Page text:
BUFFALO, N.Y. (WIVB) – Some medical professionals disagree about the accuracy of newer prenatal tests in diagnosing potential health issues by detecting chromosomal defects in unborn children.
Kymberly Cochran is a mother who received word that her child had tested positive for Down Syndrome. The phone call she got still haunts her. “Did the blood work, did all of that, and then I got the phone call. The genetic counselor called me and told me ‘Oh well, your kid tested positive for Down Syndrome,’ and I just started crying,” she told News 4.
Cochran was living in Kansas at the time and had no idea she’d even taken a test for Down Syndrome. At her 16-week appointment she had an ultrasound where she was told the baby was measuring on track.
“He was very nonchalant about it actually. He told me based on the blood work that I had the option of terminating the pregnancy up to 26 weeks due to the test results because the ultrasound can’t be 100%,” Cochran explained.
Cochran and her ex-husband decided that no matter what they were keeping the baby. A few months later her daughter Katelyn was born. “She was perfectly healthy,” Cochran said. Now 3-years-old, Katelyn is a bubbly little girl.
“There probably have been perfectly healthy babies that were not given a chance,” Cochran worries.
Beth Daley writes for the New England Center for Investigative Reporting. She said, “It became pretty clear to me women were actually acting on screens. At Stanford University they had 3 cases of women aborting healthy fetuses.”
Daley found that one medical company reported 6.2 percent of women had an abortion based solely on the newer blood tests which have exploded onto the market since 2011. Those tests detect the baby’s risk of Down Syndrome, and Trisomy 18 & 13; two chromosomal defects which are nearly always fatal.
But Daley says those tests aren’t accurate. She references a Quest Diagnostics study that found a positive test result for Trisomy 18 or Edward’s Syndrome is accurate around 64 percent of the time for older women. The number is even lower for younger women; only 40 percent accurate. “When you get a result saying something is really wrong, women really need to realize that does not mean something is wrong. Despite everything they’re hearing from all the marketing material that the test is 99 percent accurate,” warned Daley.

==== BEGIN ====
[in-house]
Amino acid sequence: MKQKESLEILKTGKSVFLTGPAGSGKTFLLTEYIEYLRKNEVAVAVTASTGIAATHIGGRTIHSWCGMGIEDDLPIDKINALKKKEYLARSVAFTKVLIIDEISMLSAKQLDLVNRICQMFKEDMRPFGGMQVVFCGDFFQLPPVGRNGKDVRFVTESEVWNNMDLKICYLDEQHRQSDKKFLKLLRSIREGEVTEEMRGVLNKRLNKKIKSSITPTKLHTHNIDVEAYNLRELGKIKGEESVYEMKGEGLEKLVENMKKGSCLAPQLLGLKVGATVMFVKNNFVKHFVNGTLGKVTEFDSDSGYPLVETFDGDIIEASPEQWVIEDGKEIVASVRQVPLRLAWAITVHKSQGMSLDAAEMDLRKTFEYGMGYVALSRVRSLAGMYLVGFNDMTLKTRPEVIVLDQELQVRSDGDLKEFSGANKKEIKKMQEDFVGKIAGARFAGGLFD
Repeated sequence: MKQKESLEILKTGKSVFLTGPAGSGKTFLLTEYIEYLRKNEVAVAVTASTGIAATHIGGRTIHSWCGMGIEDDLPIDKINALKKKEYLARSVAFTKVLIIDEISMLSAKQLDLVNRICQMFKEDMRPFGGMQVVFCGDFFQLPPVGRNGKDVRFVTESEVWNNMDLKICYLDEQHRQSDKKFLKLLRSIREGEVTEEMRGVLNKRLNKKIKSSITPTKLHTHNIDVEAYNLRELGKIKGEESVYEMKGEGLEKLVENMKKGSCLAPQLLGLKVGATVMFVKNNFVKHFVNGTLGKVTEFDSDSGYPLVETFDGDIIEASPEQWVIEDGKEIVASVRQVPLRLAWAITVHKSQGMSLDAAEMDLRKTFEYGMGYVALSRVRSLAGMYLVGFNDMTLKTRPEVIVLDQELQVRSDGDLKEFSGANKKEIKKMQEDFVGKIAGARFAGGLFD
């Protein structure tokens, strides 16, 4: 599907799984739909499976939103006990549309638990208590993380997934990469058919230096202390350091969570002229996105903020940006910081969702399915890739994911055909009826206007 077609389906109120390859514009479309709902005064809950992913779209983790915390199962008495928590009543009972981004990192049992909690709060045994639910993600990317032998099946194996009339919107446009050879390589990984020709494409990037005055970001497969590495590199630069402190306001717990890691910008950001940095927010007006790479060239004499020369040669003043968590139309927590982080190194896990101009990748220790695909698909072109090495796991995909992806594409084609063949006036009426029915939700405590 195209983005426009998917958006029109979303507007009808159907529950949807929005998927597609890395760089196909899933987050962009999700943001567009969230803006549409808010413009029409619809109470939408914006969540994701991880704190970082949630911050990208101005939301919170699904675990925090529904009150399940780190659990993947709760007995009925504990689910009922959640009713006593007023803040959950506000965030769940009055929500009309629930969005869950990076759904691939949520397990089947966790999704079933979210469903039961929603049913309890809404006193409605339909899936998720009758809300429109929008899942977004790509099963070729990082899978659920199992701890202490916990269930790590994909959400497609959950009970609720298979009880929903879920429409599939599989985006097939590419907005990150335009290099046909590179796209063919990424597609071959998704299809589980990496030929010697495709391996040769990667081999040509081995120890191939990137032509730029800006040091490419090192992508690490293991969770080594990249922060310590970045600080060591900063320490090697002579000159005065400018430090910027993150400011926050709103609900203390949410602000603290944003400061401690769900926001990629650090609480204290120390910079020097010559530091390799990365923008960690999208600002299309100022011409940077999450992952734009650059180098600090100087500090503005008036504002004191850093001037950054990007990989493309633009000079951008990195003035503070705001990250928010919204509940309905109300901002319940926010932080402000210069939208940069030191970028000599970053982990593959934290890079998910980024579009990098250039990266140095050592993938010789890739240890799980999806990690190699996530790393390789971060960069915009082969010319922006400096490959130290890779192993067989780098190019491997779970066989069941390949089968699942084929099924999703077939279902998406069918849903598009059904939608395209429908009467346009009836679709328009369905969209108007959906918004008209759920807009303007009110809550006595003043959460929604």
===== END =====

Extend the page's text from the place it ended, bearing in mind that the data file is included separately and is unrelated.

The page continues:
“We wouldn’t be using it if those numbers weren’t accurate,” countered Dr. Jeffrey Johnson, University at Buffalo’s Chief of Maternal-Fetal Medicine and Kaleida’s Medical Director of the Prenatal Center of Western New York.
He’s never had a false positive, he says. According to Johnson, the Quest study only looked at 25 women; not enough to come to a conclusion about the tests. “We have much larger studies that show much higher detection rates than this. Most of the other studies that have been published in the New England Journal of Medicine are posting rates of 95-98 percent for Trisomy 18.
Still, both Daley and Dr. Johnson agree the tests are for screening purposes only, alerting of a potential problem and should always be followed up with an amniocentesis.
Questioning the accuracy of the results, some women are opting out of the tests all together. “I want to live a stress-free pregnancy, that’s important. Stress can really affect the baby so stress-free and whatever happens, happens. That’s the way it’s meant to be,” said new mother Amber Fuller who opted out of the testing.
“Don’t automatically assume that you have to abort the pregnancy because they do come out extremely healthy,” said Cochran.
Dr. Johnson says not all women should be receiving this test. It’s meant for women 35 years and older if they’ve had an abnormal screening test or ultrasound abnormality. The problem is when some doctors aren’t fully educated about the screening, like in Cochran’s case. She was only 22 years-old when she was pregnant.